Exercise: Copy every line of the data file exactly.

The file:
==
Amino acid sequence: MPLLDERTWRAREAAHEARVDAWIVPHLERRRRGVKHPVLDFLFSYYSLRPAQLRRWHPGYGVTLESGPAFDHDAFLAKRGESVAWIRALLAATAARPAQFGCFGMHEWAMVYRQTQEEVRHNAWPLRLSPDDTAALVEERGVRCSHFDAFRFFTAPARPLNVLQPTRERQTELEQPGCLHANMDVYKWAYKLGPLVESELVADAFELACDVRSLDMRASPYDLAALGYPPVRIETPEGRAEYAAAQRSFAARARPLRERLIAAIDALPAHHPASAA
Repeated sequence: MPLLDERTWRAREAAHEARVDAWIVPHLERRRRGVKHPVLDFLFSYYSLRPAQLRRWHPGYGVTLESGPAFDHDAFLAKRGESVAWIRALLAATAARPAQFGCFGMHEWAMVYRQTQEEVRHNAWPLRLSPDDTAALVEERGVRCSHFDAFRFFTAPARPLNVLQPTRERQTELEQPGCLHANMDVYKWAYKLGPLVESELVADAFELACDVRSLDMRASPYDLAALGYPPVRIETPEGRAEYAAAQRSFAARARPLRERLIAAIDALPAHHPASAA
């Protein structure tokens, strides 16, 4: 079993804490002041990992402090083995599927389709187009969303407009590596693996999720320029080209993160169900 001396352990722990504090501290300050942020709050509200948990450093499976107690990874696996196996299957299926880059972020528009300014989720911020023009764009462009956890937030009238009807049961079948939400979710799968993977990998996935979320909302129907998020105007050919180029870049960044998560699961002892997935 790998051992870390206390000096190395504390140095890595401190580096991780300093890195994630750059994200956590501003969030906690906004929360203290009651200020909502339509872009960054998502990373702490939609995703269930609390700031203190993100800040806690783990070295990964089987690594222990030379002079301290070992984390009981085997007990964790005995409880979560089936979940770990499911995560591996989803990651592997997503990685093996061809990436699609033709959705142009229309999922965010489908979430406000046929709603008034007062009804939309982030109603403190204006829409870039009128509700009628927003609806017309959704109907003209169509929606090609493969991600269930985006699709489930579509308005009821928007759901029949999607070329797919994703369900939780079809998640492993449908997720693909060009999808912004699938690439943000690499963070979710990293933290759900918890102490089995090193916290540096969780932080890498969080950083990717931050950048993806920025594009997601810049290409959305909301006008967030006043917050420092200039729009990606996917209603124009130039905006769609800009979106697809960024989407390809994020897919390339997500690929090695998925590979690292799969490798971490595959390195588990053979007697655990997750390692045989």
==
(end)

Amino acid sequence: MPLLDERTWRAREAAHEARVDAWIVPHLERRRRGVKHPVLDFLFSYYSLRPAQLRRWHPGYGVTLESGPAFDHDAFLAKRGESVAWIRALLAATAARPAQFGCFGMHEWAMVYRQTQEEVRHNAWPLRLSPDDTAALVEERGVRCSHFDAFRFFTAPARPLNVLQPTRERQTELEQPGCLHANMDVYKWAYKLGPLVESELVADAFELACDVRSLDMRASPYDLAALGYPPVRIETPEGRAEYAAAQRSFAARARPLRERLIAAIDALPAHHPASAA
Repeated sequence: MPLLDERTWRAREAAHEARVDAWIVPHLERRRRGVKHPVLDFLFSYYSLRPAQLRRWHPGYGVTLESGPAFDHDAFLAKRGESVAWIRALLAATAARPAQFGCFGMHEWAMVYRQTQEEVRHNAWPLRLSPDDTAALVEERGVRCSHFDAFRFFTAPARPLNVLQPTRERQTELEQPGCLHANMDVYKWAYKLGPLVESELVADAFELACDVRSLDMRASPYDLAALGYPPVRIETPEGRAEYAAAQRSFAARARPLRERLIAAIDALPAHHPASAA
């Protein structure tokens, strides 16, 4: 079993804490002041990992402090083995599927389709187009969303407009590596693996999720320029080209993160169900 001396352990722990504090501290300050942020709050509200948990450093499976107690990874696996196996299957299926880059972020528009300014989720911020023009764009462009956890937030009238009807049961079948939400979710799968993977990998996935979320909302129907998020105007050919180029870049960044998560699961002892997935 790998051992870390206390000096190395504390140095890595401190580096991780300093890195994630750059994200956590501003969030906690906004929360203290009651200020909502339509872009960054998502990373702490939609995703269930609390700031203190993100800040806690783990070295990964089987690594222990030379002079301290070992984390009981085997007990964790005995409880979560089936979940770990499911995560591996989803990651592997997503990685093996061809990436699609033709959705142009229309999922965010489908979430406000046929709603008034007062009804939309982030109603403190204006829409870039009128509700009628927003609806017309959704109907003209169509929606090609493969991600269930985006699709489930579509308005009821928007759901029949999607070329797919994703369900939780079809998640492993449908997720693909060009999808912004699938690439943000690499963070979710990293933290759900918890102490089995090193916290540096969780932080890498969080950083990717931050950048993806920025594009997601810049290409959305909301006008967030006043917050420092200039729009990606996917209603124009130039905006769609800009979106697809960024989407390809994020897919390339997500690929090695998925590979690292799969490798971490595959390195588990053979007697655990997750390692045989």